Soon, he was whisked away, with one hug from me, and I went off to the waiting room. The surgery pharmacy was close by, so I bought acetaminophen for $3.95. The adult version. Why? Because EVERY SINGLE KID VERSION HAS A DYE IN IT. Are you kidding me? We wonder why kids act up when we lace everything they need to have with sugar and dyes with the hope it’ll make it go down better. So, we have adult versions, and I have a chart to feed him the right dosage. This was the first time I actually wanted a pharmaceutical consult!

Later than it should have been, I was called back. Things weren’t presented as expected, so they had to do a bit more. My son was starting to wake up, and as is typical, was acting sort of funny when people come out of anesthesia. He complained of what could best be described as acheyness and severe discomfort at the site of the incision and being dizzy. So, with permission, I put my blend (of frankincense, roman chamomile, and marjoram finished with fractionated coconut oil) on his feet. I tried to tickle him, but he was too groggy. A few minutes later, he asked for lavender. So I put lavender and helichrysum on his forehead. I added the digestive blend a bit after that, and soon, he fell back to sleep for maybe another 20 minutes.

Slowly, but not really slowly, he woke up, and we were home by noon. And, we’ve ended the day with a gifted meal from a friend (homemade fajitas!!!!). A mix of western medicine and natural remedies, and now my kiddo is playing video games until it’s time for bed.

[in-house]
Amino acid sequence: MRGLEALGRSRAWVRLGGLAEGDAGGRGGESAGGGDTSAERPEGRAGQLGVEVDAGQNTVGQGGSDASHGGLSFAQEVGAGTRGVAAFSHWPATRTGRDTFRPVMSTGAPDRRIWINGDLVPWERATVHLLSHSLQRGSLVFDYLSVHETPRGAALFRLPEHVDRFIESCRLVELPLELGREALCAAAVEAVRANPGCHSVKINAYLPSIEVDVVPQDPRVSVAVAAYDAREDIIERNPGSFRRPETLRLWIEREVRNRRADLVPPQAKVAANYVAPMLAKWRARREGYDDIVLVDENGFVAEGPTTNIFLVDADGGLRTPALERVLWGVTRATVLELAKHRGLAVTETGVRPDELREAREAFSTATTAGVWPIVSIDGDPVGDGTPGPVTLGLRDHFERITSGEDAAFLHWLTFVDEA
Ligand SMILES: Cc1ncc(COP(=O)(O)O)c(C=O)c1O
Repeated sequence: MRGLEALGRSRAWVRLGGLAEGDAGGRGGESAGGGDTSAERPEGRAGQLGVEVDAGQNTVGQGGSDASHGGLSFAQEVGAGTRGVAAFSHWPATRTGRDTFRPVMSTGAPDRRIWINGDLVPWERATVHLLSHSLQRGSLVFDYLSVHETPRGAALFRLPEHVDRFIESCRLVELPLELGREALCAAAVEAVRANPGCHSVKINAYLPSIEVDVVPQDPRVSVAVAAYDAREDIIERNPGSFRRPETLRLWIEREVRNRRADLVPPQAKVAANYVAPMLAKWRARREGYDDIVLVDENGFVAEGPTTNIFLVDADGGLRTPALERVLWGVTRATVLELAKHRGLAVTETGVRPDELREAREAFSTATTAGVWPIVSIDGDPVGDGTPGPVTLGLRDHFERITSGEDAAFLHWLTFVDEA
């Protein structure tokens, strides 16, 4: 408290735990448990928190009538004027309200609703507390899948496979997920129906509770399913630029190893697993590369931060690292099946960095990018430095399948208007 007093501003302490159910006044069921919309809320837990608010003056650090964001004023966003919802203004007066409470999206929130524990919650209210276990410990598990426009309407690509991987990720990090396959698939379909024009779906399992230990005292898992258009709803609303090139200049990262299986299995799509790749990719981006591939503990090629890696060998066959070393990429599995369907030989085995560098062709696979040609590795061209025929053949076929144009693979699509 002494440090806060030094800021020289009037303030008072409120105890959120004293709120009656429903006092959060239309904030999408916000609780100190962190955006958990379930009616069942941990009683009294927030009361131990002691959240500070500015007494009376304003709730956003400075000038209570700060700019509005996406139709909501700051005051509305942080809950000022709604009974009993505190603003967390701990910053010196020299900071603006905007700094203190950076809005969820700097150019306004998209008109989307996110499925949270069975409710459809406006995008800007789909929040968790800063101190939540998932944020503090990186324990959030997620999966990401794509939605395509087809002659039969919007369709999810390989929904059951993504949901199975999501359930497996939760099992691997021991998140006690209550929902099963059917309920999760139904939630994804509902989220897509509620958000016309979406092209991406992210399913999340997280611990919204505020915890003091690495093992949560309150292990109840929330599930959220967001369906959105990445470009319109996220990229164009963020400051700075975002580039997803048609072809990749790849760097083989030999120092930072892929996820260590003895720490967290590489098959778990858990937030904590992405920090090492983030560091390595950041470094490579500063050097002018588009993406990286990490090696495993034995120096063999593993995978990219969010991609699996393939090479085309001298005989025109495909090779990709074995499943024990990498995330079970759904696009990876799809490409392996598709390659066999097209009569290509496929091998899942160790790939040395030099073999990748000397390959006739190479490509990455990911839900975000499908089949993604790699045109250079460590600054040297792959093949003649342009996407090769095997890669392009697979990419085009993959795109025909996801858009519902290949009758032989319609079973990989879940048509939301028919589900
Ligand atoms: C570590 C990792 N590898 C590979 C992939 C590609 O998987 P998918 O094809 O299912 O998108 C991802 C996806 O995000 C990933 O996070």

What western ironies have you noted today?

An Excerpt a Day – Day 8

Today, I wrote 3,000 words, bringing my total to 19,181.

“Happy Mother’s Day!” Bounced Jack and Elizabeth as they ran to the king-sized bed and jumped and hoisted themselves up, wrinkling covers, and tugging at Susan’s legs. They each had envelopes in their hands, and they were trailed by their father, her husband of 18 years.

An Excerpt a Day – Day 7

I did not write in the morning, as preferred. So, I only cranked out 1,053 words today – about two scenes. The new total is 16,181. Here’s an excerpt.

“Occasionally they talked about “doing something”. Something that brought all their skills, dreams, and desires together. Something, that maybe, brought them extra cash, outside of their husband’s paychecks. Each woman had a different relationship with money and her respective husband. Sometimes it was really healthy, and they shared and planned together. Sometimes, it was the exact opposite where each spouse hadn’t dealt with their own trust issues and relationships with money and it usually resulted in each spending not according to any perceived plan.”

An Excerpt a Day – Day 6

I did not write over the weekend. Today, I wrote 3,187 words bringing my total to 15,128. Here’s an excerpt.

“No one was home. Sure, he and Susan hadn’t texted much lately, but to not let him know if she was going to be home? That was unusual. Sure, he didn’t usually get home until after 8 pm, and it was only 6:45 pm. But, to not tell him at all. Suddenly, he wondered, what did they do all day? Where was his family?”

An Excerpt a Day – Day 3

11,941 words written, in three days time. I cannot believe this. Yet, here we are. This story is telling itself, and the characters are following me around. My antagonist, who I thought I would vilify when I was considering this story over the summer, is much more complicated than I originally thought. And, now, I see the research I need to do to continue working on the story. Art informs life. Life informs art.

“…houses were bought and sold all the time. Families tended to move on every three to seven years. But a plot of land in a cemetery? The way this American Culture worked, that was permanent.”